Suicide Attempt as Evidence?
Updated: Dec 16, 2018
The S.C. Supreme Court recently came out with a case dealing with admitting evidence of a defendant's suicide attempt as evidence of guilt. The defendant was charged with Criminal Sexual Conduct and while in jail for the charges, he attempted to hang himself with his bed sheets. The State put up a jail guard as a witness and also introduced photos of the incident to show a guilty conscience. The defendant maintains that this evidence was not relevant (401) and that its prejudicial effect outweighed its probative value (403).
The Court acknowledged that evidence of a defendant's guilt may usually be admitted (e.g., witness intimidation), however, a suicide attempt is much more complex and needs its own standard for admission:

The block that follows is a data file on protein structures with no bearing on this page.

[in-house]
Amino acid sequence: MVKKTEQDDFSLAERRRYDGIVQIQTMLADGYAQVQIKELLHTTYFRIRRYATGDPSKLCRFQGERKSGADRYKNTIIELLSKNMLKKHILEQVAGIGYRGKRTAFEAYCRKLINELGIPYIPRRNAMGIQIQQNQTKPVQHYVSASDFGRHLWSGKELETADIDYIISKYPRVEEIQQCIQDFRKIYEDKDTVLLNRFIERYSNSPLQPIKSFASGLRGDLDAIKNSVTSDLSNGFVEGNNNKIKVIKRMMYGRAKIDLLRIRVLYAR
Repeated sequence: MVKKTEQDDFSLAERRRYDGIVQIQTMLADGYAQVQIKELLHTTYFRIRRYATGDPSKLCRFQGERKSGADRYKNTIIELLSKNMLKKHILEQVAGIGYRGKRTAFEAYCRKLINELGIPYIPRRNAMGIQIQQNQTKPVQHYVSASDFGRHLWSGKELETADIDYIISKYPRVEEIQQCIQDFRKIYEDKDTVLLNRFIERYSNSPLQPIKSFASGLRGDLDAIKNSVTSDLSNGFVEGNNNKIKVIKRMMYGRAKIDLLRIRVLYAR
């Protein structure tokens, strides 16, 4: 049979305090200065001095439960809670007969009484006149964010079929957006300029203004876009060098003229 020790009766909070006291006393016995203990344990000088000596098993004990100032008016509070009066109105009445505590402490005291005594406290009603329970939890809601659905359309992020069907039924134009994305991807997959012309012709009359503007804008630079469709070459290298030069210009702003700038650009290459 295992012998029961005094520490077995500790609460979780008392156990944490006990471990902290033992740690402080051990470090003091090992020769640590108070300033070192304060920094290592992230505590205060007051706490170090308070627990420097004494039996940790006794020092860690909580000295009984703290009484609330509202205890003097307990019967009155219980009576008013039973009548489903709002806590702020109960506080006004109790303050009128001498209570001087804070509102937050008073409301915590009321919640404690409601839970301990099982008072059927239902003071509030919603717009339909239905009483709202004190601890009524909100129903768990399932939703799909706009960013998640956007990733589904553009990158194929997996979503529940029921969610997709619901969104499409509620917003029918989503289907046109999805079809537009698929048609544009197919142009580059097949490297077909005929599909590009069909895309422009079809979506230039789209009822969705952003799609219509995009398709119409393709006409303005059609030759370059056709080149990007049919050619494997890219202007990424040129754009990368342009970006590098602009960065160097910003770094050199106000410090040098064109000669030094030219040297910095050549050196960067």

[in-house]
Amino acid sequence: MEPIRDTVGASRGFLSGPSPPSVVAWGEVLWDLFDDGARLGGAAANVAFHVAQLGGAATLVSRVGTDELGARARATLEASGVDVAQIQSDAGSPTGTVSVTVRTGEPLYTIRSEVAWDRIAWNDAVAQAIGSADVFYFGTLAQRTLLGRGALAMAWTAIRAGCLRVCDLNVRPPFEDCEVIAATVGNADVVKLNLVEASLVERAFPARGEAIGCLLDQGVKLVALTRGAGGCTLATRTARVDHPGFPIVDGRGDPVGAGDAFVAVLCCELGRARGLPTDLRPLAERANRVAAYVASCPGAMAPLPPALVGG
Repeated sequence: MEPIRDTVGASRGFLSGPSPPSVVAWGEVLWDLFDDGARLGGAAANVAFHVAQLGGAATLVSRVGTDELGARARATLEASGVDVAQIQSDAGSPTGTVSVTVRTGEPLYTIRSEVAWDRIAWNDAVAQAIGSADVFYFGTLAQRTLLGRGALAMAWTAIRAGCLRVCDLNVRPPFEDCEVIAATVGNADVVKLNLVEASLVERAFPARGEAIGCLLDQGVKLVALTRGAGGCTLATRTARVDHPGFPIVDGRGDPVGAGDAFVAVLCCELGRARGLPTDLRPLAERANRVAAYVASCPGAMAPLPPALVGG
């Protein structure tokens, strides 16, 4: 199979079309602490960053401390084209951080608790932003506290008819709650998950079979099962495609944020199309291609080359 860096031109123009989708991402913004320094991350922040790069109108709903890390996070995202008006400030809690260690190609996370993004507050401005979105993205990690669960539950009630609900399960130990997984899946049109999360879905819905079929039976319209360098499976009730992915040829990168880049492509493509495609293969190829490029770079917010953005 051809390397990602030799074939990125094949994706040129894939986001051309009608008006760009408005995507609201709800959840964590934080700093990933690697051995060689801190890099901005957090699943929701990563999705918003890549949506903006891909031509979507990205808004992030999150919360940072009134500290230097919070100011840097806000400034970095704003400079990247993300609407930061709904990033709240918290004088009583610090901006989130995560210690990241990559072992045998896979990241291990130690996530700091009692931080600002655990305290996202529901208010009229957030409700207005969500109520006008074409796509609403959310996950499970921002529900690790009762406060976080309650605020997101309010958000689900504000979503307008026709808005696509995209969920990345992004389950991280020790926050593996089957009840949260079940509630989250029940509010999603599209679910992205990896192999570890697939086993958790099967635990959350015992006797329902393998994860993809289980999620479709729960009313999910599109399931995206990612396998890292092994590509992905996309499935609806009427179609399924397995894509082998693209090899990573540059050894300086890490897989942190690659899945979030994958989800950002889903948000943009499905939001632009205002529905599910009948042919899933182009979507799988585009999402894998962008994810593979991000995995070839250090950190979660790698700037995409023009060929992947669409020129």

State v. Cartwright, No. 2016-000005, 2018 WL 4609386, at *4 (S.C. Sept. 26, 2018)
The new standard set out by the Court, requires that the State establish "a clear and unmistakable nexus linking the suicide attempt to a guilty conscience derivative of the offense for which the defendant is on trial." Id.
Also note the last sentence: "...suicide-attempt evidence will rarely be admitted." Id.